But Kaspersky Administration Kit does a couple of things so
well for smaller enterprises that we believe it’s a must-consider:
•It provides simple, straightforward installation on either a server
or PC, allowing for quick and simple deployment in minutes.
•Its “Managed Computers” console gives VARs or system
administrators quick and easy capability to inventory, configure
and manage PCs on a network -- from task-creation to simple
antivirus deployment for PCs.
•Report creation and management, which is a necessary means
of compliance in many scenarios, even for the smallest of businesses,
is a breeze -- which we’ve found isn’t necessarily always
the case. Reports are graphical, real-time and provide nice data
on antivirus database usage, incompatible applications, license
usage, virus reports and a full spectrum of information.
Kaspersky Business Space Security is priced at $390 for a license
for 10 workstations or file servers for a year, which is competitive.
NEXT: Symantec AntiVirus for Caching
Symantec AntiVirus for Caching
We’ve looked at a number of Symantec products over the years,
and the company’s technology has always been solid and taken
sound approaches to business IT security.
Earlier this year, in fact, the CRN Test Center reviewed
Symantec’s End Point Protection Small Business Edition, and found the
company was offering a solution for smaller enterprises that did three important tasks of note for VARs: it cut out cost, it cut out complexity,
and it stopped threats.
But the company has also spent hundreds of millions of dollars over the years developing technology that could be deployed for very specific tasks on a network. With that in mind, we took a closer look at Symantec’s AntiVirus for Caching.
With performance a never-ending issue for networks, a neat little
optimization solution is the use of caching to speed up delivery
of data to endpoints. But viruses -- which focus on leveraging
enterprise soft spots, like some caching appliances -- can appear,
and create havoc, on just about any node on a network.
Symantec AntiVirus for Caching, once installed, is browser-based
and provides for higher-performance virus scanning and repair services over HTTP traffic that is served through a caching device. Its aim: to make sure that infected files don’t pass through that device and spread throughout a network.
The software works on Windows 2008 32-bit and 64-bit, Windows
Server 2003 32-bit and 64-bit, Red Hat Enterprise Linux 5.x 32-bit and 64-bit, Solaris SPARC 9 and 10 32-bit, and several others; it also works with Mozilla Firefox 1.5 or later and Internet Explorer 6 SP1 or later.
We installed the software on Windows Server 2003 32-bit. A word of note: The software requires Java Runtime Environment 1.5 build 13 or greater, but having JRE 1.6 didn’t do the trick. We still needed to go back and install the 1.5 version.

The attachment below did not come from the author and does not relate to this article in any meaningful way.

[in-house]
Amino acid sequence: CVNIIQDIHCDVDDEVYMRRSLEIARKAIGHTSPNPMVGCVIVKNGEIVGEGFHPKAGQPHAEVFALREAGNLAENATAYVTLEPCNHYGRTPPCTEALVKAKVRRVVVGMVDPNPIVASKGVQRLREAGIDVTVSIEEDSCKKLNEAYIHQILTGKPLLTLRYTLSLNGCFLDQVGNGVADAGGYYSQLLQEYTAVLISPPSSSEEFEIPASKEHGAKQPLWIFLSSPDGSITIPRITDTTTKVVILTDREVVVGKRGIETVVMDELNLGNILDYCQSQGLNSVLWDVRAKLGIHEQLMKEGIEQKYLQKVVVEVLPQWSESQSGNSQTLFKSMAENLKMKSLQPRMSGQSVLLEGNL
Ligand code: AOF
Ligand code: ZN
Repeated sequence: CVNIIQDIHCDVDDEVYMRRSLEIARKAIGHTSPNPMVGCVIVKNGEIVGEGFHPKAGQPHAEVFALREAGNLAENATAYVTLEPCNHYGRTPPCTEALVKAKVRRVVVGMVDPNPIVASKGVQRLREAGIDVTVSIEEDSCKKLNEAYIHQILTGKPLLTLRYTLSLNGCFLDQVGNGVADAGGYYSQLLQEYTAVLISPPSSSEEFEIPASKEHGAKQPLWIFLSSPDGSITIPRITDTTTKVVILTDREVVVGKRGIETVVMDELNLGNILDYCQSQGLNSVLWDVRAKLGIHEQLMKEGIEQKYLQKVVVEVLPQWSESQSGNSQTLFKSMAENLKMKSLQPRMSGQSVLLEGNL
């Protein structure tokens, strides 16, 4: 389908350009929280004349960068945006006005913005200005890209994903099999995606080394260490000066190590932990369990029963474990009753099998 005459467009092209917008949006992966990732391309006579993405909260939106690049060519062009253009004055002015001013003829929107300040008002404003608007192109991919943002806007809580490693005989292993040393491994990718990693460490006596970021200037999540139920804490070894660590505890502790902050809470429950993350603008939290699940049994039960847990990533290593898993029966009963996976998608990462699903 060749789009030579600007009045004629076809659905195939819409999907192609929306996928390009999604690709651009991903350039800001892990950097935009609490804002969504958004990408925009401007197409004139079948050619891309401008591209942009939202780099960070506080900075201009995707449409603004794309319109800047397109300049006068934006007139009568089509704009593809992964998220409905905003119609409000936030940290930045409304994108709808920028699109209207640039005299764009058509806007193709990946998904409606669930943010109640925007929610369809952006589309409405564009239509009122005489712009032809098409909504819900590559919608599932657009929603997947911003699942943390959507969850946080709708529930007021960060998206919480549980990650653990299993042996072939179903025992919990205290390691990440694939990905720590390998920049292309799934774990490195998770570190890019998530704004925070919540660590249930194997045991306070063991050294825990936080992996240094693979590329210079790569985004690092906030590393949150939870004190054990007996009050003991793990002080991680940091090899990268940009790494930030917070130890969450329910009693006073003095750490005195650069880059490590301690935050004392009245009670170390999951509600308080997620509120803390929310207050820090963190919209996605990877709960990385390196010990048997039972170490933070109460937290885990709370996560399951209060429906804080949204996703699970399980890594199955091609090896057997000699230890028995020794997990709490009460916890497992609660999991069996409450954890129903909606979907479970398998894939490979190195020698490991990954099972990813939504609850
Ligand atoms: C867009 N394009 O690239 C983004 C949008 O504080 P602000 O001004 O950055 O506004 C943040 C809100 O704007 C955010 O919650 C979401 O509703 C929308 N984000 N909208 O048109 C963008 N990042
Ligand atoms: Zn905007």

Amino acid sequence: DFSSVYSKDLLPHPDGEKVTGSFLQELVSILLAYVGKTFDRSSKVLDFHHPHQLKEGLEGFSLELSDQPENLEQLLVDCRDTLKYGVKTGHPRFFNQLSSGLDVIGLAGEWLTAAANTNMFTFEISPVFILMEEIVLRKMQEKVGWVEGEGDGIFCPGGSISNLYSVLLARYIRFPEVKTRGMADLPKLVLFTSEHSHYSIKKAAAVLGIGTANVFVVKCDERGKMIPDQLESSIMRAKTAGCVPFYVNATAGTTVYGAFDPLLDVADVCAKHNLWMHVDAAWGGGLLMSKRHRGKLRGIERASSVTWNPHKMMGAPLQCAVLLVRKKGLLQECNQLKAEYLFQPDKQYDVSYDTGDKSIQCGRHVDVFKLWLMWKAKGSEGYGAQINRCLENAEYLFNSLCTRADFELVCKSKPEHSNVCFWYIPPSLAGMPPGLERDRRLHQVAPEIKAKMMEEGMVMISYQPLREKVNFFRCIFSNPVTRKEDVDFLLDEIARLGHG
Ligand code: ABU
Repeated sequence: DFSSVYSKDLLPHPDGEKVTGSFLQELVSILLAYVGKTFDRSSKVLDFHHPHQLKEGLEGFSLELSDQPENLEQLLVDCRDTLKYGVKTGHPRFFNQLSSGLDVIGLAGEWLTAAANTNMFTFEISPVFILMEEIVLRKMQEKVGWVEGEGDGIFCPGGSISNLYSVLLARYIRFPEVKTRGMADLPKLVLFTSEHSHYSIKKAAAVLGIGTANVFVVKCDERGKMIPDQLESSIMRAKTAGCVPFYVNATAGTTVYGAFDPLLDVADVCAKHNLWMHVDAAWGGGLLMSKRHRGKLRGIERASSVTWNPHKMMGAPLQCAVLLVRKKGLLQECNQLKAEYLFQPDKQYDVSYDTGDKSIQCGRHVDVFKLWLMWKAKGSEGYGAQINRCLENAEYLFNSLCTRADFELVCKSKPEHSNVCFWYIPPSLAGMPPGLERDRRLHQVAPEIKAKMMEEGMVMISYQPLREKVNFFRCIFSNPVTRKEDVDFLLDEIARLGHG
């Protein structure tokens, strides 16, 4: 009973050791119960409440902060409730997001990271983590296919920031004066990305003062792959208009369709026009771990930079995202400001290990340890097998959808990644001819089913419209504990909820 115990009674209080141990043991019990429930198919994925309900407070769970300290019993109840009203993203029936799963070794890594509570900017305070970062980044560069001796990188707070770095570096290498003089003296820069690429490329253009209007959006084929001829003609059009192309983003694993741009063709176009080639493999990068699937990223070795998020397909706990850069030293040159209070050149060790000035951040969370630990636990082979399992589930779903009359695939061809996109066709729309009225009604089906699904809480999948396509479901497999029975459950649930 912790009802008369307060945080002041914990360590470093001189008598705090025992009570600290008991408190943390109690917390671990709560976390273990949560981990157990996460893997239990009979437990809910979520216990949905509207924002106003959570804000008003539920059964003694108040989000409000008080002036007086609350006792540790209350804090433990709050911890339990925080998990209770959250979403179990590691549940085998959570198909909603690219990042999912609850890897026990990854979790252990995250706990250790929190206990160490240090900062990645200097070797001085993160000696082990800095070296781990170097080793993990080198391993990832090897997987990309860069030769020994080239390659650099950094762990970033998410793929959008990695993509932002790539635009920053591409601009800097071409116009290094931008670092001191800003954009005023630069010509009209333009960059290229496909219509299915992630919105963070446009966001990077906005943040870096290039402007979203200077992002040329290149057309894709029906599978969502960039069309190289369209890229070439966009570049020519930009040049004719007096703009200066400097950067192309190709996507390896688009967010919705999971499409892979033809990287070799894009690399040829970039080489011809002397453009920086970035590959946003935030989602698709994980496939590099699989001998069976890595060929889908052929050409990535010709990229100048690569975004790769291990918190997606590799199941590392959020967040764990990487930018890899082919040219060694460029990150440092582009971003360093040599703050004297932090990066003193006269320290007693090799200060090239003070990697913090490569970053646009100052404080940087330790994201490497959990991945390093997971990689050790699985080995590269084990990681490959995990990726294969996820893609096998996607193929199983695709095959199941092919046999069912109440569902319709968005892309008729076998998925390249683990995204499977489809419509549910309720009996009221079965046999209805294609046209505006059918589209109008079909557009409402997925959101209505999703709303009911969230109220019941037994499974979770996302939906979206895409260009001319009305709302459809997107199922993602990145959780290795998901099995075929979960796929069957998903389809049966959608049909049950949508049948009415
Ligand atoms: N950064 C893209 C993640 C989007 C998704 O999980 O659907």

Virus definitions were updated via Symantec’s LiveUpdate Administration utility, which ensures viruses that make their way
into a cache appliance are covered the same way as viruses that
enter a server or PC.
Once the software is installed on a management console, it can work on caching appliances, including Blue Coat’s Proxy SG, Network Appliance’s NetCache and Cisco’s ACNS Content Engines.
Pricing was not immediately available.
Not all networks use caching devices, but those that do will want to adhere to best practices and make sure that compliance issues are front, center and clear, and are handled in a straightforward manner. For those enterprises that use a caching device and enjoy the performance benefits they bring, considering integration of Symantec’s technology would be well worth the time.
IT security is becoming more fragmented over time, not less fragmented, in the types of offerings, approaches, pricing scales and complexity available to VARs and their customers. It’s also going
to get more fragmented, not less fragmented, over time as IT itself becomes more complex.
The common thread for all of the above three solutions is that their antivirus performance has been tested and has been trustworthy
over time, and each has an established channel program and experience at working with VARs.
Each also provides an approach that can be tailored for specific solutions: In the case of Trend Micro’s Deep Security 7.0, it’s terrific for enterprises that take a hybrid approach to IT that includes standard on-premise servers as well as either virtualization or cloud-based solutions. For Kaspersky, we like the way the company has delivered significant enterprise-level antivirus and management capabilities in
a sensible way for small business to participate. In the case of Symantec, we see that the company is able to deliver its technology
nicely beyond PCs and servers into the world of appliances -- in
this case, caching appliances that may be forgotten by security
audits in some networks.
While 2010 is a year of transition in many regards for IT and IT security (considering cloud and mobility technologies that are driving a lot of change), we believe VARs can show some confidence in each of these three vendors moving forward to be ready to deploy security regardless of how this transition shakes out.